Visual Stress – Fact or Fiction?

Visual stress; the new buzz phrase floating around. Is there such a thing or is it all just a myth?

Visual stress is very real, and is becoming far more common than ever before with symptoms such as eye strain, headaches and blurred vision featuring highly amongst individuals who have never had problems such as this before. Approximately 20% of the general population may suffer with it, and that figure increases to approximately 40% in poor readers.

The simple fact is that we are living in a digital age, where a plethora of screens and technology means a large part of our world often exists within 1 square meter. We use our eyes very differently now than we did just a few years ago. We pull out our mobile phones all the time, we use tablets and games consoles daily, and where face to face interaction was once the norm, communication is often now conducted from behind a screen. And all this from an increasingly younger age.

It’s makes sense then, that we would need to modify how we check the eyes, to allow for this change in use and subsequent change in symptoms.

Those with dyslexia may also suffer with visual stress – often the comments I get are “the words run into each other” or “I keep skipping lines on the page” or “the letters seem to move”.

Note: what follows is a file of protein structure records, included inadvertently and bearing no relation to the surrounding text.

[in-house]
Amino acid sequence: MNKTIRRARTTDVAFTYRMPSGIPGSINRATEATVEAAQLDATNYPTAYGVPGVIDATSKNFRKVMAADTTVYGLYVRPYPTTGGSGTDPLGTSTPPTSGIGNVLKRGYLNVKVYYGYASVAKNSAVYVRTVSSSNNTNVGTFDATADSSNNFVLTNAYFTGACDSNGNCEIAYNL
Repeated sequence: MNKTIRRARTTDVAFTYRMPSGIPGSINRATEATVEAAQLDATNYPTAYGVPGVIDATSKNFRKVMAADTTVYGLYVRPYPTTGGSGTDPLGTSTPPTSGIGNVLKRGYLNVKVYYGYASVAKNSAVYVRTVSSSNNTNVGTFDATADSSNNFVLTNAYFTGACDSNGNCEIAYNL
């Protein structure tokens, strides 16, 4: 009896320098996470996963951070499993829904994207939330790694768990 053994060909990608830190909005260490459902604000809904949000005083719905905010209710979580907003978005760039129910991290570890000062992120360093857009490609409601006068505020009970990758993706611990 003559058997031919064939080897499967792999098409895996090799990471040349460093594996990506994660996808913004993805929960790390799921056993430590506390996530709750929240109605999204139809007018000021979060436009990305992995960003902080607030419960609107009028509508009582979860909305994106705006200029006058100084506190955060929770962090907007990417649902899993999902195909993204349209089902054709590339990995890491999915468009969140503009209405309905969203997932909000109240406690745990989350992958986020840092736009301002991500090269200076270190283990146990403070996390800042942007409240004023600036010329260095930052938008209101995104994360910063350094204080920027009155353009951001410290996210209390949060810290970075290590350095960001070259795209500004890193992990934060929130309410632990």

Glasses may well help with a lot of these symptoms, whether you are dyslexic or not, however there are those people for whom regular glasses are just not enough.

Looking through colour for many people, has been found to increase visual comfort, reduce visual stress and improve overall visual performance. Using an Intuitive Colorimeter, we can present a range of colours across the visual spectrum, thousands of colour combinations in fact, and you choose which one feels the most comfortable for you.

I saw a 10-year-old the other day, and his colour was a deep orange. When reading, he said it stopped the words from moving around, and looking in the far distance, everything seemed so much clearer.

In contrast, one lady absolutely loathed orange; she said it made her feel anxious. Interestingly, she has never been diagnosed with dyslexia however as we were talking during the eye examination, we established that she had always disliked reading and never knew why. We have yet to find the most suitable colour for her, but we have given her some very specific reading glasses that make the world of difference.

As another example, I saw a 45-year-old man, whose only complaint was that his eyes felt tired all the time. He was drawn without a doubt, to a light pink. His comment was that looking through the pink lens just took the glare off everything. I guess the term “looking through rose-tinted lenses” really rings true!

So, symptoms can be very varied, but research, and my own experience in practice, definitely shows that colour can make quite an impact on an individual’s visual comfort.

If you think you have any of the symptoms mentioned or are simply curious as to whether a particular colour would help you function better at work, or perhaps help you function at all when you have migraine, colorimetry may well be worth exploring.

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